Pirates Prospects has learned that the Pittsburgh Pirates voided the contract of 16-year-old shortstop Gregori Custodio from the Dominican Republic. He was signed on July 2nd for $230,000, which was the fifth highest bonus that they handed out that day. We also learned that his contract was voided due to age/identification issues and problems with his paperwork.
Voided contracts aren’t that rare, but we don’t usually see three in one year like this signing period. That could be more due to the amount of players signed by the Pirates this year. They currently have 44 international players signed since July 2nd. The other two voided contracts were pitchers and both of those were due to prior injuries.
The downside is that you lose a top shortstop from your international class. The Pirates also signed Norkis Marcos for $250,000 on July 2nd, but before this year, you have to go back to 2013 and Adrian Valerio ($400,000) for a higher priced international shortstop. That ignores the fact that Francisco Acuna signed for $70,000 in 2016 and he looks like a steal right now, but the shortstop position should be a key target area each year. That’s because trainers will put their best players there to add to their value, even if they are unlikely to stick at the position.
It is possible that Custodio re-signs with the team, which has happened in the past. It happened twice with Yunior Montero due to ID issues and nothing was ever found wrong with his original ID. The Pirates lost Wei-Chung Wang in the Rule 5 draft after his first year because voided contracts who re-sign with their original team become Rule 5 eligible after their first year. That doesn’t happen often though, so it’s more likely that the Pirates now have an extra $230,000 worth of international bonus pool space to work with between now and June 15th.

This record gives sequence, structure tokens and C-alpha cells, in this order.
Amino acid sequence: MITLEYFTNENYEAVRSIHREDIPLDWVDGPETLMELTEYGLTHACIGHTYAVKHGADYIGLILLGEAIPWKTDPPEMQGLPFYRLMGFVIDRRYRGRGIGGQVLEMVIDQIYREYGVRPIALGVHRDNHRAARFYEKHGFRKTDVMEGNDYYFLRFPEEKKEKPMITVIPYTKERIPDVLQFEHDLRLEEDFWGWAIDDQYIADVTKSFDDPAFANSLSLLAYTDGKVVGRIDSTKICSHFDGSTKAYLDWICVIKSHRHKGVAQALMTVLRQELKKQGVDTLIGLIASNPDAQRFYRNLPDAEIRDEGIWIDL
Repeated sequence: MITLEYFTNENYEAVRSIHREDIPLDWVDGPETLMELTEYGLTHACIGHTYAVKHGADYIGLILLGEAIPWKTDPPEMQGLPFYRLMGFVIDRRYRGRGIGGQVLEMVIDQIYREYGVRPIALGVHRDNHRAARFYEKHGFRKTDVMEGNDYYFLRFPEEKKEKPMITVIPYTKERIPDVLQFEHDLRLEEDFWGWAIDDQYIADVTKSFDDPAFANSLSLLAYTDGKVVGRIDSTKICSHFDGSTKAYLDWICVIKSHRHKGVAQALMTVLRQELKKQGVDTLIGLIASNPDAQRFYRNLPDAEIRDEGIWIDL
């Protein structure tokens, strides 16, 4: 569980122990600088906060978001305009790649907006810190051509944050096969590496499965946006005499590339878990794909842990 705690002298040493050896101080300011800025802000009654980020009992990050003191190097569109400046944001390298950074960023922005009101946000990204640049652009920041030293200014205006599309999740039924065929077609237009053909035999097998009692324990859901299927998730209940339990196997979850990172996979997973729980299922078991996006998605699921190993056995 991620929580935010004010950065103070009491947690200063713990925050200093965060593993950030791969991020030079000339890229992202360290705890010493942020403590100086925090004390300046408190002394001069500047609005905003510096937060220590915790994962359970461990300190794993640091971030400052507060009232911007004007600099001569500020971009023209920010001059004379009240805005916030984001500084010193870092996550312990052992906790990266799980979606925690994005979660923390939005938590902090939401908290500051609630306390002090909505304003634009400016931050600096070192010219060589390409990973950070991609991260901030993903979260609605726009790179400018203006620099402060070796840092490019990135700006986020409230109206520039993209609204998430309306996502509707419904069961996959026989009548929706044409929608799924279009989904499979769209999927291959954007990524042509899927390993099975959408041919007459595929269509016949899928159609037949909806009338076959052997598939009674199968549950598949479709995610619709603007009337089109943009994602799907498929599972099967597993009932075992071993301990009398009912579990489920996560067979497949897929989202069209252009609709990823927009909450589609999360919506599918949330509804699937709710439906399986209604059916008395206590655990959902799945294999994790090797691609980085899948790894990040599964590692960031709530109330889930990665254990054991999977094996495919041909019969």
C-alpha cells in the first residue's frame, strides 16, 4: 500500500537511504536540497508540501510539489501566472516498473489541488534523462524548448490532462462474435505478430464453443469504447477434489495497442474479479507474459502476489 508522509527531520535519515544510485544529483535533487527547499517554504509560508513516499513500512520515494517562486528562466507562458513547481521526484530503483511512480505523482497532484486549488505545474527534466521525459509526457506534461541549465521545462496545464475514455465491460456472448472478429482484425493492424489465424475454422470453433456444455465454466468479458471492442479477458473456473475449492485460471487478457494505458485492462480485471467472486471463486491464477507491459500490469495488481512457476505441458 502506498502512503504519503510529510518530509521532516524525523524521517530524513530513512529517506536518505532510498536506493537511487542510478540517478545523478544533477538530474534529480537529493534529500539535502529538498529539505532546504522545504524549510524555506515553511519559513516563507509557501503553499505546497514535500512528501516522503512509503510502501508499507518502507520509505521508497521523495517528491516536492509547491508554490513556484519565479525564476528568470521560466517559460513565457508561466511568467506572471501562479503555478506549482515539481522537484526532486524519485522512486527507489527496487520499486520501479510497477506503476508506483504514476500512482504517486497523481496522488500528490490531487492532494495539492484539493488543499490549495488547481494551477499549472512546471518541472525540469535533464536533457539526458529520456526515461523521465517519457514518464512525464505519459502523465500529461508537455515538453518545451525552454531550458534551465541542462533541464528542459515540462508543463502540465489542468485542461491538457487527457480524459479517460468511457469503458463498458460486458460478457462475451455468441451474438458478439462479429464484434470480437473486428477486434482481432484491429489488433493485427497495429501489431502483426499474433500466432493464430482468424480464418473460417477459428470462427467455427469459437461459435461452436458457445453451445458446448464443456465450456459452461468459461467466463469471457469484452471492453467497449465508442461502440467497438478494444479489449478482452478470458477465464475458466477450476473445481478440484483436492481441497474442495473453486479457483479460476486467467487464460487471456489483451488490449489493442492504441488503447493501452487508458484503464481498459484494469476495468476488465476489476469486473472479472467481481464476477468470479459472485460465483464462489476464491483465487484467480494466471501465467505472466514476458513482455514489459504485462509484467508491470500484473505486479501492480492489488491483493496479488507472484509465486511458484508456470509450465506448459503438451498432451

Speaking of extra bonus pool space, outfielder Fabricio Macias from Mexico is still a target for the Pirates. We mentioned a month ago that he was headed to the Dominican Republic to workout for teams. Macias was given an award on Friday for being the top player under 23 in Mexico (it’s a yearly award) and in the press conference he mentioned that the Pirates, Texas Rangers and Boston Red Sox are all showing interest to sign him. He said that he also worked out for the Tampa Bay Rays, but did not mention them as a team showing interest.
Macias is good friends with Fernando Villegas, who is also a 19-year-old outfielder from Mexico. Villegas signed with the Pirates last Friday.
Since we don’t know how much the Pirates had left in their international bonus pool, it’s possible that this new found space will help them get Macias. My own best guess on the remaining pool money from their original $5.75 M pool had them likely under $500,000 after their last signing. Being from Mexico, only 25% of the bonus paid to Macias (which is the amount he receives) would count against the bonus pool, so they have plenty of money left to sign him now because he’s not getting a seven-figure bonus.
John started working at Pirates Prospects in 2009, but his connection to the Pittsburgh Pirates started exactly 100 years earlier when Dots Miller debuted for the 1909 World Series champions. John was born in Kearny, NJ, two blocks from the house where Dots Miller grew up. From that hometown hero connection came a love of Pirates history, as well as the sport of baseball.
When he didn't make it as a lefty pitcher with an 80+ MPH fastball and a slider that needed work, John turned to covering the game, eventually focusing in on the prospects side, where his interest was pushed by the big league team being below .500 for so long. John has covered the minors in some form since the 2002 season, and leads the draft and international coverage on Pirates Prospects. He writes daily on Pittsburgh Baseball History, when he's not covering the entire system daily throughout the entire year on Pirates Prospects.